8am: Veendam, cruise ship, arrives at Pier 22 from Sydney with up to 1,350 passengers
10:30am: Dalian Express, container ship, arrives at Fairview Cove from Cagliari, Italy
3pm: Oceanex Sanderling, ro-ro container, moves from Pier 36 to Autoport
3:30pm: Veendam, cruise ship, sails from Pier 22 for Bar Harbor
10pm: Atlantic Conveyor, container ship, arrives Fairview Cove from New York
Midnight: Dalian Express, container ship, sails from Fairview Cove for New York


We’re recording Examineradio today. And I hope to find the time to write a piece about how we measure tourism and tourism dollars in Nova Scotia.

Please consider subscribing to the Examiner. Just $5 or $10 a month goes a long way. Or, consider making a one-time contribution via PayPal. Thanks much!


Tim Bousquet is the editor and publisher of the Halifax Examiner. Twitter @Tim_Bousquet Mastodon

Join the Conversation


Only subscribers to the Halifax Examiner may comment on articles. We moderate all comments. Be respectful; whenever possible, provide links to credible documentary evidence to back up your factual claims. Please read our Commenting Policy.
  1. Thanks Robert Devet for sharing the 142 page HRM Employment Systems Review. I scanned 97 pages. Especially interesting section – Workplace Rights: Anti-Harassment Policy – “This review finds HRM’s policy and procedures to be well developed and for the most part, in compliance with the organization’s obligations under the Human Rights Act.” This confidential, probably $8,000.00 report, accomplishes ABSOLUTELY NOTHING!

  2. For Mary Campbell : CBRM financial statements have been notoriously late and have consistentlyfailed to meet the legislated provincial deadlines.
    Will the 2015/16 audited statements see the light of day before the municipal election on October 15th ?
    Here is the dismal record of CBRM (year end is March 31) :
    2006/07 signed by auditors February 28 2008 passed by council January 29 2009
    2007/08 signed by auditors March 11 2009 passed by council July 20 2009
    2008/09 signed by auditors January 5 2010 passed by council January 21 2010
    2009/10 signed by auditors October 1 2010 passed by council December 2 2010
    2010/11 signed by auditors February 9 2012 passed by council February 9 2012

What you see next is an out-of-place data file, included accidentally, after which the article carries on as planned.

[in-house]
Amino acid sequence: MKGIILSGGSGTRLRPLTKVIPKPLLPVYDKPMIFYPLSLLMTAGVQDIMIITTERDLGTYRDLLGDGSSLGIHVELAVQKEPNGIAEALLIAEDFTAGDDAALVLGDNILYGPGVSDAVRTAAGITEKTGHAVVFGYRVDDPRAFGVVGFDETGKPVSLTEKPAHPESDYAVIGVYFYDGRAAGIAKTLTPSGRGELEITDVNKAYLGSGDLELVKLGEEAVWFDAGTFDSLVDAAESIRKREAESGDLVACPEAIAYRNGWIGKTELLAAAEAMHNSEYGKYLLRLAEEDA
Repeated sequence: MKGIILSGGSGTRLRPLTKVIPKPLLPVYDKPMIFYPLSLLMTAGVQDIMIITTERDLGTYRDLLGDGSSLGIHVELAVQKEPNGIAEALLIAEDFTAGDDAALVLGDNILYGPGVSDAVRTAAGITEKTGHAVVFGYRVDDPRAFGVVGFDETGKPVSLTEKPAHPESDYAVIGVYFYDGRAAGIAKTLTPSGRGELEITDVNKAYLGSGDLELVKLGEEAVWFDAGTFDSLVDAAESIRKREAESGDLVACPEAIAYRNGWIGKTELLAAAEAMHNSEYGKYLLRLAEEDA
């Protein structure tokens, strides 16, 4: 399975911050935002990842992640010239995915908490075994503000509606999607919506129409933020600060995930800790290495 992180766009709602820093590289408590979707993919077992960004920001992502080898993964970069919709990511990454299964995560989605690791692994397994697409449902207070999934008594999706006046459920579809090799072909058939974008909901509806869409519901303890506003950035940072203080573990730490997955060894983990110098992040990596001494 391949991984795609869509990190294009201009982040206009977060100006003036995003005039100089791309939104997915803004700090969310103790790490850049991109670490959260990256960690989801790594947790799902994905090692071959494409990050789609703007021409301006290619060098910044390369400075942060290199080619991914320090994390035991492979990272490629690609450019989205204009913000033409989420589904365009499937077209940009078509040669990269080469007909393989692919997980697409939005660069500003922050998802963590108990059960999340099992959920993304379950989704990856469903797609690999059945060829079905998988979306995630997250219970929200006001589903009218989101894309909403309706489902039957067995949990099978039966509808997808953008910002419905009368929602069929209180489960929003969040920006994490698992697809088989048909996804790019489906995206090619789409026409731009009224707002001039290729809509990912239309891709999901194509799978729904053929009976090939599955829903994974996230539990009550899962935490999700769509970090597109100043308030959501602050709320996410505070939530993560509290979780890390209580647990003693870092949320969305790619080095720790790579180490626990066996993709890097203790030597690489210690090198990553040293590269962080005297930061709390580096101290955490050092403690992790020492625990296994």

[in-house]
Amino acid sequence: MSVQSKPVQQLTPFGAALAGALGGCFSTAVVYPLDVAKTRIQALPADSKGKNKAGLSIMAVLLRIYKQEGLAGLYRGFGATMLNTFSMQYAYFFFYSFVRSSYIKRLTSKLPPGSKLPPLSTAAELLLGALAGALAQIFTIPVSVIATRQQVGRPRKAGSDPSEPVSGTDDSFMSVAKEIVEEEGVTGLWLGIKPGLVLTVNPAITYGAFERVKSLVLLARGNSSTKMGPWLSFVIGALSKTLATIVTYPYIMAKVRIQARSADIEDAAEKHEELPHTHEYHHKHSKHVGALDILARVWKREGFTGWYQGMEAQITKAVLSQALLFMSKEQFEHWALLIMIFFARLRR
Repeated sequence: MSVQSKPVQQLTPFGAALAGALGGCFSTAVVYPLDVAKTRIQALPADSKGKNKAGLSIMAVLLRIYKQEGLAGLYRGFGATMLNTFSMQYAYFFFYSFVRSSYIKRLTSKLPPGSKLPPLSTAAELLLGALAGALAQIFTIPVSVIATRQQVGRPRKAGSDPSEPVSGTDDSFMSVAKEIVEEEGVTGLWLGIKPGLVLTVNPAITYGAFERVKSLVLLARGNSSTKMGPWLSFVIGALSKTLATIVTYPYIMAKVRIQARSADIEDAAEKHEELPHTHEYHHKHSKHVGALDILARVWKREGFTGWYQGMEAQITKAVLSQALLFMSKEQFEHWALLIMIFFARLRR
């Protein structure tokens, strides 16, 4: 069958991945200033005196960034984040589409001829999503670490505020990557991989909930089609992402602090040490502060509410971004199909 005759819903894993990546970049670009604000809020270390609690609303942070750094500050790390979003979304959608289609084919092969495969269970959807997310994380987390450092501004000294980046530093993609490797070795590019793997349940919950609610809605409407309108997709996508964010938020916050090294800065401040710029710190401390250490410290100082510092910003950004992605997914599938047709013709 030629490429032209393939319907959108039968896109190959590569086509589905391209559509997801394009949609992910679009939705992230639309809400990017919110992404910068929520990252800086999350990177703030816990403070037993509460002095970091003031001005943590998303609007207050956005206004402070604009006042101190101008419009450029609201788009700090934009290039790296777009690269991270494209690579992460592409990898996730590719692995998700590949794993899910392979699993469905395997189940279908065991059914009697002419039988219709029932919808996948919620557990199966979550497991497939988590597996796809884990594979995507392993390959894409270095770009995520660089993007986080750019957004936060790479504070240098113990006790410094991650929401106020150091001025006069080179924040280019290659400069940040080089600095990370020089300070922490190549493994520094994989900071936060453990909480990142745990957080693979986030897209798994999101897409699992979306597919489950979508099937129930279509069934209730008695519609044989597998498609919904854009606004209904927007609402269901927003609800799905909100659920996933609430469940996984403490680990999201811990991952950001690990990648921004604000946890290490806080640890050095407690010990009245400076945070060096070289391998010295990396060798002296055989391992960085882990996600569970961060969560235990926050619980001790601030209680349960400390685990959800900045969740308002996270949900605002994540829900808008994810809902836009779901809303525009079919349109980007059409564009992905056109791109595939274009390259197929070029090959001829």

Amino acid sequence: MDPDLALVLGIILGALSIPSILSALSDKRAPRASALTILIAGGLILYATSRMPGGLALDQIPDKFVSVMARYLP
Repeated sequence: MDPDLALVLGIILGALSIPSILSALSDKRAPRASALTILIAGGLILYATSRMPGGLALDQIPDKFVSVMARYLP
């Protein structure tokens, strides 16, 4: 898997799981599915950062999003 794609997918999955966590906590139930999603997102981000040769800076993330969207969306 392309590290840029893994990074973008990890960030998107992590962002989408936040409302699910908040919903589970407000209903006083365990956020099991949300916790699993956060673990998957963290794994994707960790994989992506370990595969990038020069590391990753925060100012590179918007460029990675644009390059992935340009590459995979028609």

2011/12 signed by auditors Dec 18 2012 passed by council January 14 2013
    2012/13 signed by auditors Sept 25 2013 passed by council January 31 2014
    2013/14 signed by auditors October 21 2014 passed by council October 31 2014
    2014/15 signed by auditors October 6 2015 passed by council October 6 2015

    Mary Campbell mat want to ask the provincial government why CBRM was unable to provide audited financial statements in a timely manner ?
    HRM usually passes audited statements in late June, less than 3 months after the financial year end.

  3. I wonder what it would cost to demolish the old convention centre? This would be a ridiculous way to spend money but may be the least worst option but to do so would admit the stupidity of the whole convention centre project. Instead it will stand as a monument to bad civic governance.

    Speaking of bad monuments:

    Yes, Churchill was a monster and a war criminal. One of a great many examples:
    When Mahatma Gandhi launched his campaign of peaceful resistance, Churchill raged: “He ought to be lain bound hand and foot at the gates of Delhi, and then trampled on by an enormous elephant with the new Viceroy seated on its back.”

    1. Churchill despised Mahatma Gandhi, whom he described as “half-naked, seditious fakir”. Leopold Amery, Churchill’s own Secretary of State for India, vented in his private diaries, writing “on the subject of India, Winston is not quite sane” and that he didn’t “see much difference between [Churchill’s] outlook and Hitler’s.”